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S. Almirzanah: Address to Interreligious Leadership Conference 2017

Address to Interreligious Leadership Conference 2017
Seoul, Korea, November 10 to 14, 2017


Honorable leaders and distinguished guests:  

I want to express my appreciation to the committee for holding this great meeting. Thank you so much to the Universal Peace Federation (UPF) for this gathering. I was involved in this organization a long, long time ago when I was in Washington, D.C. as a visiting professor at Georgetown University. 

As we know, plurality is a fact of our contemporary world, both on a global scale and often on the level of specific societies. This is due to the manifold aspects of the divine revelation and of its pursuit by people of different cultures.

Those of us who engage in interreligious inquiry are variously inspired, perplexed and – in some cases, even repulsed – by what we surmise as each other’s insights and practices. So, optimally speaking, we find that our various traditions share some of the same fundamental values that each of us cherish in our own religions, albeit expressed in different ways. 

We also realize that we are being challenged to articulate our own religious identities in an increasingly religiously plural setting where others are, in many ways, listening and asking questions of us as we do so. What this means is that whether we like it or not, to be religious today is to be inter-religious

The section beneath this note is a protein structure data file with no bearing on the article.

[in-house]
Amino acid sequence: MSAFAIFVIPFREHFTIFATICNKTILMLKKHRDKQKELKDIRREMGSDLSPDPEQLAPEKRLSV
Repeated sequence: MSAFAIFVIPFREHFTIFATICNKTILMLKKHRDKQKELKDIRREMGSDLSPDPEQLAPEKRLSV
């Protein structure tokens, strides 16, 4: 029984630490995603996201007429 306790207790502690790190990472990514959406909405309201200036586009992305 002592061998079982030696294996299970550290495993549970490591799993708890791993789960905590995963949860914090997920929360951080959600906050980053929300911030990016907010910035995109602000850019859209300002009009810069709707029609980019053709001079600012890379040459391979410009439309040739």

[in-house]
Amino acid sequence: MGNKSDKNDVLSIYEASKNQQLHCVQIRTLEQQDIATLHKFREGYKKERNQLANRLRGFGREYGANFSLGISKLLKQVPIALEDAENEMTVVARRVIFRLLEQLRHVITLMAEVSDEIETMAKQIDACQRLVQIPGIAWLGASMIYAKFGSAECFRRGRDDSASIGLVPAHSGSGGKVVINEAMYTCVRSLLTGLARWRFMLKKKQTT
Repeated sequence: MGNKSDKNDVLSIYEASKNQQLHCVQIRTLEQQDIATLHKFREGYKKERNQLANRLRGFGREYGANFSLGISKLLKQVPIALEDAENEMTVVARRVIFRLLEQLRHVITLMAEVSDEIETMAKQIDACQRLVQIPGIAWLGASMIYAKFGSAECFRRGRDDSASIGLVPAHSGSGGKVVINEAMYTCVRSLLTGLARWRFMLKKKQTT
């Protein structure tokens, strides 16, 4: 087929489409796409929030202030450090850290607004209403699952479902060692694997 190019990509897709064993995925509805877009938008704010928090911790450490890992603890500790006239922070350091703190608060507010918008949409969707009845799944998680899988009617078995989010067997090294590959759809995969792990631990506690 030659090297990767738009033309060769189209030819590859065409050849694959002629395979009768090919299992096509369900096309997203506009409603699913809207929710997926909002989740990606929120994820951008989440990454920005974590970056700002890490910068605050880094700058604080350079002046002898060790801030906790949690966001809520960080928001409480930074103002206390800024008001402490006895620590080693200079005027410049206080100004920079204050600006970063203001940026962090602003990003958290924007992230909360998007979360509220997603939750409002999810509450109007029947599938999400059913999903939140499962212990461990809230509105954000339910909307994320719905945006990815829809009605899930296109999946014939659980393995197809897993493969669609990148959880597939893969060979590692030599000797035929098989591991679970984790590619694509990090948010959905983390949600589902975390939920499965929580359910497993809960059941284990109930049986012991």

Friedrich Max Muller has a famous dictum: “He who knows one religion, knows none.” Perhaps largely he was referring to those who aspired to become experts in the study of a particular religious tradition. 

Yet today, this dictum seems to have significance well beyond the membership of the American Academy of Religion and similar scholarly societies. 

In today’s increasingly religiously plural social contexts, these words suggest not only that a failure to engage pluralism, including in this case to engage multiculturalism, is an act of self-marginalization within our own social contexts. 

They also suggest that without some understanding of the faith and culture of our neighbor, the religious person (or community) living in a religiously and culturally plural society cannot even understand oneself (or itself). 

Thus, the understanding of religions is vital because of the massive power that religions have wielded, something that no one can deny. 

I will close with a quotation from the book by Harold Kasimow and Byron Sherwin, “No Religion is an Island, page. 6: “The religions of the world are no more self-sufficient, nor more independent, no more isolated than individuals or nations…. Horizons are wider, dangers are greater…. No religion is an island. We are all involved with one another. Spiritual betrayal on the part of one of us affects the faith of all of us.” 


A great Anatolian mystic said:

Be like a compass: Stand firm on your one foot well-established in the center of the circle (belief and love of God) and travel with your other foot with people of 72 nations of different races, colors, religions, ideologies, worldviews, cultures, personalities. Be so tolerant that your heart becomes wide like the ocean. Become inspired with faith and love for others. Love all the creation because of the Creator. 

Offer a hand to those in trouble, and be concerned about everyone. So long as you remain in yourself, you are a particle. But if you get united with everybody, you are a mine, an ocean. All spirits are One! And all bodies are One! There are many languages in the world, in meaning all are the same. If you break the cups, water will be unified and will flow together.


To go to the Interreligious Leadership Conference Schedule 2017, click here.